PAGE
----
“To know nothing about yourself is to live. To know yourself badly is to think,” Fernando Pessoa wrote while contemplating moments of calm amid uncertainty and disquiet. “To know yourself in a flash, as I did in this moment, is to have a fleeting notion of the intimate monad, the soul’s magic word. But that sudden light scorches everything, consumes everything. It strips us naked of even ourselves.”
Rereading these stirring lines, I can’t help but wonder about our innate potential to express the full spectrum of our sudden spiritual experiences. As the Chinese philosopher Lao Tzu once uttered, “The Tao that can be told of is not the Absolute Tao; the Names that can be given are not Absolute Names.” According to this famous dictum, some things are better left unsaid.
Yet sometimes we feel an unstoppable drive to let it out, to write it down, and in doing so attempt to capture the elusive beauty of that which can not be expressed. Indeed, it requires tremendous courage to even attempt such an impossible feat, the courage that Jack Kerouac (March 12, 1922–October 21, 1969) shows us in his lesser-known writings inspired by his intense study and practice of Buddhism. Deeply personal and weaving both Buddhist and Catholic imagery, these 66 prose poems can be found in The Scripture of the Golden Eternity.
God is not outside us but is just us, the living and the dead, the never-lived and never-died. That we should learn it only now, is supreme reality, it was written a long time ago in the archives of universal mind, it is already done, there’s no more to do. … In the beginning was the word; before the beginning, in the beginningless infinite neverendingness, was the essence. Both the word “God” and the essence of the word, are emptiness.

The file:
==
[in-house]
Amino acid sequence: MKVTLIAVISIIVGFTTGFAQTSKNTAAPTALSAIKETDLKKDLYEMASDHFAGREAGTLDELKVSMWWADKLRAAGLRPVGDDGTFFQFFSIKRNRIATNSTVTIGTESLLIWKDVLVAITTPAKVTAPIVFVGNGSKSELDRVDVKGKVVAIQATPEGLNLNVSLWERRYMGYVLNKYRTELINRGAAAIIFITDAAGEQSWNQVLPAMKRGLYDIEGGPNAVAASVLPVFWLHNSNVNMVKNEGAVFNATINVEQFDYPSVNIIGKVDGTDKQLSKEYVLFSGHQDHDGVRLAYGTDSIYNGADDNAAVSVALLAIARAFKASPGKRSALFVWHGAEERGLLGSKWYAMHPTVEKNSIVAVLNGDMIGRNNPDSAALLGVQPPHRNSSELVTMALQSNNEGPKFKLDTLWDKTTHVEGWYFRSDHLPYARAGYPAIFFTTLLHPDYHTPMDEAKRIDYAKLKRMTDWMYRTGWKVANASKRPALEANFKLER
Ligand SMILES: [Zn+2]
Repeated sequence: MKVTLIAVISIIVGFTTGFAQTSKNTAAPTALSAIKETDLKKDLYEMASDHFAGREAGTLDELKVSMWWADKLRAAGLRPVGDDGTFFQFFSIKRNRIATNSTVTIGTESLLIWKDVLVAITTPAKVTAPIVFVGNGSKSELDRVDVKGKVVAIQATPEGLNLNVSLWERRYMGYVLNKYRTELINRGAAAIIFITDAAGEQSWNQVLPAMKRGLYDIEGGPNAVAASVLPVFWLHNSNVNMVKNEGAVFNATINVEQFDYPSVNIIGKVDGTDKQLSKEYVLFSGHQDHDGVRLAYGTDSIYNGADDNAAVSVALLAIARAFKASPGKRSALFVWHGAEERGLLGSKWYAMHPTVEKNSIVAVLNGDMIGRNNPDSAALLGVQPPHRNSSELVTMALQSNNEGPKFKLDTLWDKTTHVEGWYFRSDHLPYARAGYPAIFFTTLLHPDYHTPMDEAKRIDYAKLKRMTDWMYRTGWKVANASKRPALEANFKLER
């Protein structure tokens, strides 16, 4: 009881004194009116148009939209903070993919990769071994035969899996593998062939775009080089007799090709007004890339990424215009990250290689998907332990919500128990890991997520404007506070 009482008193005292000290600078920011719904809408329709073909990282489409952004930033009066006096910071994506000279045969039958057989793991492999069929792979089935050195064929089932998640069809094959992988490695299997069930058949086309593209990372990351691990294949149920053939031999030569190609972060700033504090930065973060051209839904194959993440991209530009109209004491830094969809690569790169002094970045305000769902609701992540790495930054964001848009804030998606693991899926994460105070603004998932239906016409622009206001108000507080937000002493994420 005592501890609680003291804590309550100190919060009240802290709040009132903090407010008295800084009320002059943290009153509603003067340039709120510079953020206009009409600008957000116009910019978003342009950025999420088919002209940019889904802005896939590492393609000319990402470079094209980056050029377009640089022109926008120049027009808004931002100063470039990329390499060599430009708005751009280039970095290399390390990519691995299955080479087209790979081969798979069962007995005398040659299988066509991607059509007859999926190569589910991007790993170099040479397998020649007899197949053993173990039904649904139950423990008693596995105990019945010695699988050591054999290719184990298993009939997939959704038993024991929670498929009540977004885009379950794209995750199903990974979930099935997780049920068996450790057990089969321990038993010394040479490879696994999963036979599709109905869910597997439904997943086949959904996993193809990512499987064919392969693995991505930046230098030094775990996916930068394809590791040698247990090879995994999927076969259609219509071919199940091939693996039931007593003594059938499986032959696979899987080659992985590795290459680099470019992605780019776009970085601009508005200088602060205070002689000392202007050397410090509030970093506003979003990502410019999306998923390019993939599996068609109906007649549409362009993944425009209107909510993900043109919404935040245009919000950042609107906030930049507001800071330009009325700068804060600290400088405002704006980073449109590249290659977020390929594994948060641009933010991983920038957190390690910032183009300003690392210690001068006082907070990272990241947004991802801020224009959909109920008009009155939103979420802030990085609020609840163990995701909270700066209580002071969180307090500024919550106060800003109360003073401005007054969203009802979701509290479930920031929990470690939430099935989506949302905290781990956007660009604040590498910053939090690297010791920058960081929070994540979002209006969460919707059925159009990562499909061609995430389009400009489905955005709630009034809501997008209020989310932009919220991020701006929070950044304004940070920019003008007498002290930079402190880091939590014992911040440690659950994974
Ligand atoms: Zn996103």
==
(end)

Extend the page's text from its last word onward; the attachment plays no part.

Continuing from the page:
The form of emptiness which is emptiness having taken the form of form, is what you see and hear and feel right now, and what you taste and smell and think as you read this. Wait awhile, close your eyes, let your breathing stop three seconds or so, listen to the inside silence in the womb of the world, let your hands and nerve-ends drop, re-recognize the bliss you forgot, the emptiness and essence and ecstasy of ever having been and ever to be the golden eternity. This is the lesson you forgot. …
Contemplating what is born out of this fertile silence, Kerouac writes:
I remember that I’m supposed to be a man and consciousness and I focus my eyes and the print reappears and the words of the poor book are saying, “The world, as God has made it” and there are no words in my pitying heart to express the knowless loveliness of the trance there was before I read those words, I had no such idea there was a world.
This world has no marks, signs or evidence of existence, nor the noises in it, like accident of wind or voices or heehawing animals, yet listen closely the eternal hush of silence goes on and on throughout all this, and has been going on, and will go on and on. This is because the world is nothing but a dream and is just thought of and the everlasting eternity pays no attention to it. At night under the moon, or in a quiet room, hush now, the secret music of the Unborn goes on and on, beyond conception, awake beyond existence.
The Scripture of the Golden Eternity, a collection of Jack Kerouac’s most inspired writings about Buddhism and spirituality, remains a hidden gem in the legacy of one of the most beloved American authors. Complement this particular portion with Fernando Pessoa’s thoughts, dreams, and meditations in prose contained in The Book of Disquiet.